Elsewhere, the band indulges its expanded palette by riffing on Motown, funk, and organ-boogie (not sure how else to classify "Periodically Double or Triple"), as they've been doing off and on for most of the decade. For most bands, the costume-swapping would be a novelty act, but Yo La Tengo, who prove their cover-band chops every year on WFMU, have hung these sounds permanently in their closet by this point. "If It's True" is pure Funk Brothers karaoke complete with a spot-on bridge and AM-radio strings, but Hubley and Kaplan's back-and-forth duet is too adorable to nit-pick.
After nine tracks, the only thing missing would be the usual YLT epic, and well, the band doesn't disappoint. In an odd bit of sequencing, all the long tracks are clumped together at the end, forming a trilogy of nine-minute-plus jams with wildly varying results. "More Stars Than There Are in Heaven" is the only one that could have slipped into the front half of the album unnoticed, a gorgeously unspooling meditation that suits its ethereal title. But the stark acoustic riff that makes up most of "The Fireside" is interminable, and "And the Glitter Is Gone" is 16 minutes of the usual Kaplan noise-skronk that will tempt all but the most devoted YLT fans to cut the album short.
Thanks to whoever pushed them to the back, those missteps are easily ignored, leaving a 10-track record (of a more reasonable length) that can compete with anything since the band's heyday. It's easy to overlook the sound that's on display through the bulk of Popular Songs as more of the same, but it's also uniquely Yo La Tengo in a way that has taken 25 years to reach vintage status. Experience can be a crutch, an excuse to tread water in comfortable waters. But Popular Songs wears its age well, a calm but firm reminder of an indie rock perennial it's all too easy to take for granted.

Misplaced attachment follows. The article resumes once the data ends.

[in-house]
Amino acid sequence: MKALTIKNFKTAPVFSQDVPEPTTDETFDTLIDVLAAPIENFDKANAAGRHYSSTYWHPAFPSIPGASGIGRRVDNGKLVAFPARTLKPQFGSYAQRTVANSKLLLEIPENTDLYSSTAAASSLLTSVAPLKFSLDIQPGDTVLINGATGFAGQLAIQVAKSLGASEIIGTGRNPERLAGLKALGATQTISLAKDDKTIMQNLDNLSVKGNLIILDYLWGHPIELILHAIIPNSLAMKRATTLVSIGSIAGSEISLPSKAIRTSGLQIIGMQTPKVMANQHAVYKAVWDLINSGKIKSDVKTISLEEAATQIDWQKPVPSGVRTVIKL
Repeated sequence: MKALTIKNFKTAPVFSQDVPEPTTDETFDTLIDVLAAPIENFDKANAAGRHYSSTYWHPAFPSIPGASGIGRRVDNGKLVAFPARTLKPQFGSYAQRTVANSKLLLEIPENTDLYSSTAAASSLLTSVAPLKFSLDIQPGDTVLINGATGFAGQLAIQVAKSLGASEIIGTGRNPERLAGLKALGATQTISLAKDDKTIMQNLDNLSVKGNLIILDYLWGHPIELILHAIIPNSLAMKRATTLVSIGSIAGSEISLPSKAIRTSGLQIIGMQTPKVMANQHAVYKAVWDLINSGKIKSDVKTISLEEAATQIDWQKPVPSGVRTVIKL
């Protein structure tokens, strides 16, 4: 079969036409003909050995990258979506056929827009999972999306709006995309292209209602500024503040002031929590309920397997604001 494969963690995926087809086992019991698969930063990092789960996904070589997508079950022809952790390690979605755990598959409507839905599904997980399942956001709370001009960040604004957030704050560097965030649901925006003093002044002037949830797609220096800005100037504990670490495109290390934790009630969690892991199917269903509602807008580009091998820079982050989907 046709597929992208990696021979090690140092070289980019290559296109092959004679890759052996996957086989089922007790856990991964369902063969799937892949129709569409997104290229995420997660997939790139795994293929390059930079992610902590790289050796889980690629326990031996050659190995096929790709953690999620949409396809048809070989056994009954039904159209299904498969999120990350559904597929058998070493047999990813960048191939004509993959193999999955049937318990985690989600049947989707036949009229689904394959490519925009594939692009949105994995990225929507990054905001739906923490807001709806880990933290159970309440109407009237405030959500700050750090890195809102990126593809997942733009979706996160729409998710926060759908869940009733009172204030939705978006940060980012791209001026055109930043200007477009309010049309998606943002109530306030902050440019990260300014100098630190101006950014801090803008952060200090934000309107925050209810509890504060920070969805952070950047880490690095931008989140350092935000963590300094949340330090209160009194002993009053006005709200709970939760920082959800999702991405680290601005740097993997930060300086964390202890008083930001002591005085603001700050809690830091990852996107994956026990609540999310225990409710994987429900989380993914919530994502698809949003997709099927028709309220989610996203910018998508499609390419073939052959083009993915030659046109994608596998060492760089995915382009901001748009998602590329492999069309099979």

By Rob Mitchum

popmatters.com
One of Yo La Tengo’s defining characteristics has been its remarkable consistency, whether you’re talking about how the trio’s warm, rough-hewn aesthetic has become so familiar, or how reliable the quality of its output is. Yet even if you consider the group’s last two decades since 1993’s breakthrough effort Painful as basically a single, more or less continuous high period, there are still some obvious peaks in Yo La Tengo’s deep catalog. And what these standout moments also point out is just how diverse and versatile the threesome of Georgia Hubley, Ira Kaplan, and James McNew has been, as adept with just an acoustic guitar as they are tangled in a mess of distortion pedals and multiple drum set-ups.

Compiled here are 15 (or so) essential Yo La Tengo songs, which mostly coincide with the band’s best, though not exactly. That kind of list would have to include “Deeper into Movies”, “From a Motel 6”, and “You Can Have It All”, as well as make room for the latest entry in the YLT pantheon, “Ohm”, which is sure to place high in the pecking order in due time. Instead, for the sake of variety, across albums and styles, what’s contained herein tries to cover all the bases to Yo La Tengo, tracing the history of the unlikely last band standing from indie rock’s ‘90s golden era.

utwory:
1. Here To Fall.
2. Avalon or Someone Very Similar.
3. By Two's.
4. Nothing To Hide.
5. Periodically Double or Triple.
6. If It's True.
7. I'm On My Way.
8. When It's Dark.
9. All Your Secrets.
10. More Stars Than There Are In Heaven.
11. The Fireside.
12. And The Glitter Is Gone

total time - 01:12:49
wydano: 2009-09-01
more info: www.matadoreurope.com
more info2: www.yolatengo.com